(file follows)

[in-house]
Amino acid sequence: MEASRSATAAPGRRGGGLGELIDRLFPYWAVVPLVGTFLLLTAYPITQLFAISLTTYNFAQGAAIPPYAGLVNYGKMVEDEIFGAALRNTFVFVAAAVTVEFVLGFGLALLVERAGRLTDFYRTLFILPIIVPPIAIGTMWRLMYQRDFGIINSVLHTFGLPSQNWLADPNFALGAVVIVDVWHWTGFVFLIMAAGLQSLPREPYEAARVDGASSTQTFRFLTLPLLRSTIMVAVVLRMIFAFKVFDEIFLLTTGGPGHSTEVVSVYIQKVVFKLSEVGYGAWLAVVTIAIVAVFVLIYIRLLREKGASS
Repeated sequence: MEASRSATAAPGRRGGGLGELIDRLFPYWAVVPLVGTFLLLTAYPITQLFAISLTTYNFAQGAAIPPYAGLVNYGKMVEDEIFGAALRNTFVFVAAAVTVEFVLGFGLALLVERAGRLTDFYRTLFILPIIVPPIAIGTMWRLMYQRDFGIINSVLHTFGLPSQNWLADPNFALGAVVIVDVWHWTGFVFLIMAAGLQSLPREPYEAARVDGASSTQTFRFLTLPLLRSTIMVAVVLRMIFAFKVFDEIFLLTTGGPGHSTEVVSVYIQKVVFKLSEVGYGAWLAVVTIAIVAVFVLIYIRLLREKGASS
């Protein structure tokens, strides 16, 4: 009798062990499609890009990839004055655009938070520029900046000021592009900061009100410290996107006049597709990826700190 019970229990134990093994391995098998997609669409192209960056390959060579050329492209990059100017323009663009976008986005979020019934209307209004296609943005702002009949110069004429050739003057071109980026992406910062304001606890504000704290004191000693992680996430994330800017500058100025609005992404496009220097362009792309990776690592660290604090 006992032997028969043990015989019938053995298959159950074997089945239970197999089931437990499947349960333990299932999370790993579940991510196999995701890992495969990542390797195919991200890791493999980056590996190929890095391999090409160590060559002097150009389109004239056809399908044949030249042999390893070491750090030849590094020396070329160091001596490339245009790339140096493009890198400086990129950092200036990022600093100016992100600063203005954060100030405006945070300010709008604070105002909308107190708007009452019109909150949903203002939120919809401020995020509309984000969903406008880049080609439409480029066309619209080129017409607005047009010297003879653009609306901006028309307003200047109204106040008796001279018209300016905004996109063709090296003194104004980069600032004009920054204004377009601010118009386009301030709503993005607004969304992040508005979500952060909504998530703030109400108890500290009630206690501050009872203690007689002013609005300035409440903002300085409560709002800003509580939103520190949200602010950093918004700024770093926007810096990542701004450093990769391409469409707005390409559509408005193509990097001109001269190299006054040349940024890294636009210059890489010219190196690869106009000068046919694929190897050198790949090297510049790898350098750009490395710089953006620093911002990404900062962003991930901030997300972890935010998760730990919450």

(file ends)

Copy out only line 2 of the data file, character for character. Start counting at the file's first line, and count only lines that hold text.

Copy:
Amino acid sequence: MEASRSATAAPGRRGGGLGELIDRLFPYWAVVPLVGTFLLLTAYPITQLFAISLTTYNFAQGAAIPPYAGLVNYGKMVEDEIFGAALRNTFVFVAAAVTVEFVLGFGLALLVERAGRLTDFYRTLFILPIIVPPIAIGTMWRLMYQRDFGIINSVLHTFGLPSQNWLADPNFALGAVVIVDVWHWTGFVFLIMAAGLQSLPREPYEAARVDGASSTQTFRFLTLPLLRSTIMVAVVLRMIFAFKVFDEIFLLTTGGPGHSTEVVSVYIQKVVFKLSEVGYGAWLAVVTIAIVAVFVLIYIRLLREKGASS